Style: Dramatic. Duration: 4min
Actors: 2F Script
A: I was born in a rubbish dump.
B: I grew up in the suburbs.
A: I wish I could say that was a figure of speech, but it’s not. My house was made out of anything we could find from the piles of rubbish around us.
B: I had my own room, it was pink. Pink is my favourite colour.
A: Our hut was small and dark, with the constant smell of rotting food and garbage. I made a living sifting through rubbish to find something to sell.
B: We had a pet cat and a cubby house that dad made. I was devastated the day it got knocked down.
A: When I was young I went to school, I wanted to work hard cause I’d really love to be a nurse. I tried to study but every night I had to help mum with chores.
B: My primary school years were so much fun. My favourite class was cooking with Mrs James. She was the loveliest lady.
A: When my sister got sick I had to stop school altogether.
B: I went to uni thinking I’d change the world. But when I finished I didn’t know where to start. I didn’t know what to do.
A: It was what I had to do.
B: My church was doing a missions trip, so I signed up. Maybe this was my chance to change the world. Then we arrived… I just couldn’t believe the living conditions – their houses were tiny, and it stank. The hygiene was awful, there were mosquitoes everywhere, making the children sick. The school classes were overcrowded – I mean, can you imagine 12 kids to a textbook? There were just so many people with so many problems – what could I possibly do to help?
A: One day some people came to where we lived. They gave us rice and vegetables to eat.
B: We went to different areas giving food and sanitary packs out. It felt useless to me: How on earth would a bowl of rice be of any help to someone who will soon be hungry again?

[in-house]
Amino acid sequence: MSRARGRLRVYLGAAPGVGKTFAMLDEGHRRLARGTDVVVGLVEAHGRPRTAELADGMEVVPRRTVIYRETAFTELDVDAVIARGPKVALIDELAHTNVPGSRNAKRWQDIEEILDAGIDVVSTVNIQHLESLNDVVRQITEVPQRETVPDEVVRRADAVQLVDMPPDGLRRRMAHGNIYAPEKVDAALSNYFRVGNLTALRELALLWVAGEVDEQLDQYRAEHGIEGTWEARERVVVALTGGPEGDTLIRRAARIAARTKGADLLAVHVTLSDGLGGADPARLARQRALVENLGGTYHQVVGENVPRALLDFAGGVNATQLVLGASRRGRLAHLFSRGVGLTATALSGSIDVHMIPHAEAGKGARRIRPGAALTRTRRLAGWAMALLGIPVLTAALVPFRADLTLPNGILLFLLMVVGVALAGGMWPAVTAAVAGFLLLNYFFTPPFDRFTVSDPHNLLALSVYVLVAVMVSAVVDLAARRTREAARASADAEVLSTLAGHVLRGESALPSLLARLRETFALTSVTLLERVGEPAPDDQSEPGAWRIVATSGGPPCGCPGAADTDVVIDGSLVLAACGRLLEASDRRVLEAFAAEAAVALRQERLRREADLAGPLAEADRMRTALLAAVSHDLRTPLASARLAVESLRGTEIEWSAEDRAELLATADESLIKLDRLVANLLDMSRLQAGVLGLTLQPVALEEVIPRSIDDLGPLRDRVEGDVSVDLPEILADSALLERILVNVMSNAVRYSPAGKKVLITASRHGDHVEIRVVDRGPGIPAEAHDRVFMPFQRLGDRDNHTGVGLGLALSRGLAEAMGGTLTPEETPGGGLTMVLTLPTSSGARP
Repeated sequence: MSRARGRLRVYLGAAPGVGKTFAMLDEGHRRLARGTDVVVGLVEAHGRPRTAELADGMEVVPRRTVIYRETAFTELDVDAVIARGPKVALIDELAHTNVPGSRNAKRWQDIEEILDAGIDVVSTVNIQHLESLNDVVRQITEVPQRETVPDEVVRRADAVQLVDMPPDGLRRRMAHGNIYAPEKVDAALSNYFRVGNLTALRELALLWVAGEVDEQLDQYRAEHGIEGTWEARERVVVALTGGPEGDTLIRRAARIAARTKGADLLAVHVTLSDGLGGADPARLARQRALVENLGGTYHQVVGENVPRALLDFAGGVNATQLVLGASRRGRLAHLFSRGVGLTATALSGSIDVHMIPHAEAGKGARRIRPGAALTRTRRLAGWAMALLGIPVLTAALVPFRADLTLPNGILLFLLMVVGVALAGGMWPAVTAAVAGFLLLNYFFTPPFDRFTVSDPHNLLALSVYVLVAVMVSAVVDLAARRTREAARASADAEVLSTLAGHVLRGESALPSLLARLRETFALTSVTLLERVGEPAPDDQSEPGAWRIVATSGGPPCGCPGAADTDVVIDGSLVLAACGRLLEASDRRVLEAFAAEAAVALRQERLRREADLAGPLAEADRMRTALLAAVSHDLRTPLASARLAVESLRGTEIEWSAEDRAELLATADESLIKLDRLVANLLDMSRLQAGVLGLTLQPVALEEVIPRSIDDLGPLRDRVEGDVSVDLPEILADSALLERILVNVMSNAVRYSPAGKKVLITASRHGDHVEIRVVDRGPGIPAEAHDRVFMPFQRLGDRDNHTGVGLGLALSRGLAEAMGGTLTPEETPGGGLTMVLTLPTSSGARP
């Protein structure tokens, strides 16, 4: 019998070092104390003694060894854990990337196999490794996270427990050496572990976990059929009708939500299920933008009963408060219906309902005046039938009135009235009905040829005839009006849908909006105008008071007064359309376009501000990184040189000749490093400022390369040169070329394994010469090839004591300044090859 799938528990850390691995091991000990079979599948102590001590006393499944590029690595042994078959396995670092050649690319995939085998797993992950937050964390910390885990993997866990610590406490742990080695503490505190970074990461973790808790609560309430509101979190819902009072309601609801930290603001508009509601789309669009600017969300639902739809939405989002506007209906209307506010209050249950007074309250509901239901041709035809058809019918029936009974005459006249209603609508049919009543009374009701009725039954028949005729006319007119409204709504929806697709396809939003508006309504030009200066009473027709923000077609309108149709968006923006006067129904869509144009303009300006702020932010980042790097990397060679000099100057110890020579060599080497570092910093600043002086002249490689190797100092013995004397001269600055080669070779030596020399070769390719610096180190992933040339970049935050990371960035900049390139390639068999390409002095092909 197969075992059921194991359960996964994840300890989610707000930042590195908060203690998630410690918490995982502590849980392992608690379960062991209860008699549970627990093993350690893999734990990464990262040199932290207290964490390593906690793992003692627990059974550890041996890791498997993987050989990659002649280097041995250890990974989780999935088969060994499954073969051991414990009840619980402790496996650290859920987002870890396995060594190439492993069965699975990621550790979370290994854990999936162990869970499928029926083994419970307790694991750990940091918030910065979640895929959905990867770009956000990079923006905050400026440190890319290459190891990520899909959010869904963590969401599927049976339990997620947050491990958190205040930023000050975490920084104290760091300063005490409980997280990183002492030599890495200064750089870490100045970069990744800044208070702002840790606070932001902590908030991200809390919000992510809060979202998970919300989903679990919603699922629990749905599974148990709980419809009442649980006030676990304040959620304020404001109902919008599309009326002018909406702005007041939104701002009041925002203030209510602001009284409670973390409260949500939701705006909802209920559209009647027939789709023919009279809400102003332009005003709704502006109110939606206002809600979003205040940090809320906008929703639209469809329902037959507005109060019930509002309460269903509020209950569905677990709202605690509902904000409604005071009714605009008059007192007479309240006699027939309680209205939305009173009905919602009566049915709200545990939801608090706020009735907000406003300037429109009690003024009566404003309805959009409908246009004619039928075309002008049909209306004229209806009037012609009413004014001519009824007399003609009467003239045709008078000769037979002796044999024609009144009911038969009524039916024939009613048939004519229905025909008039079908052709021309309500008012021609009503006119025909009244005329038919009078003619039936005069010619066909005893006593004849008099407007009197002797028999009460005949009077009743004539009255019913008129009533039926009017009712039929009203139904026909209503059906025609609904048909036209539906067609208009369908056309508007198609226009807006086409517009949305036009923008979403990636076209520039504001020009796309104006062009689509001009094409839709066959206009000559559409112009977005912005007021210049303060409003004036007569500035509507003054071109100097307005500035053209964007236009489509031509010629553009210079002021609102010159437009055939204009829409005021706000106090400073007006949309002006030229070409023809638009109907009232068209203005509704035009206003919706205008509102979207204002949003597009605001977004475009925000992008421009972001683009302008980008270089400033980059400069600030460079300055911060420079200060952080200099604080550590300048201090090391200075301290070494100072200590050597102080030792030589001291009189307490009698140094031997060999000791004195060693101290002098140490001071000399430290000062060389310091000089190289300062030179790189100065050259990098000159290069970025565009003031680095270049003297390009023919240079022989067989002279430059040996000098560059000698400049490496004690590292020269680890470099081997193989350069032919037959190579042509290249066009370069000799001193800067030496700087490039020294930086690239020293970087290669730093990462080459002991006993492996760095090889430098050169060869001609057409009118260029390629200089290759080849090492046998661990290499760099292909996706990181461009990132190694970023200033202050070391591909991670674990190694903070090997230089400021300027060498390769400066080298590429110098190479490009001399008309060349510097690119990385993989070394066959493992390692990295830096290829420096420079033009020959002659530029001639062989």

A: A few weeks later I got sick and couldn’t get up to work.
B: What am I doing here?
A: My sickness got worse and we ran out of food. Mum had to work even harder than before and I hated being such a burden. I felt so lonely all by myself but one day a lady came.
B: I remember visiting this girl who was sick, she had got an infection. I didn’t know what to do. All I could think of was talk with her, so I did. I talked with her and told her about Jesus. But she really couldn’t understand what I was saying.
A: I couldn’t understand what she was saying but it was nice to have someone to talk to. I told her about my sister dying and how I had always wanted to be a nurse. I had never told anyone that before. It was the first time I ever felt listened to.
B: I wanted to give her something, but all I had was a blanket I’d bought in the markets that day.
A: She gave me a pink blanket and this “Princess” T-shirt.
B: It was pink like my bedroom.
A: Pink is my favourite colour.
B: The blanket seemed so pointless in the hot climate. I gave her a T-shirt and told her she was a princess, which seemed like a stupid thing to say to someone who lives in a rubbish dump.
A: It’s the first brand-new thing I’ve ever had.
B: I don’t know if it meant anything to her. But it was enough to make me cry.
A: That night I just cried.
B: I just thought, people are dying – does anyone even care?
A: Someone cared.
B: How can we possibly make a difference?
A: I’ll never forget her.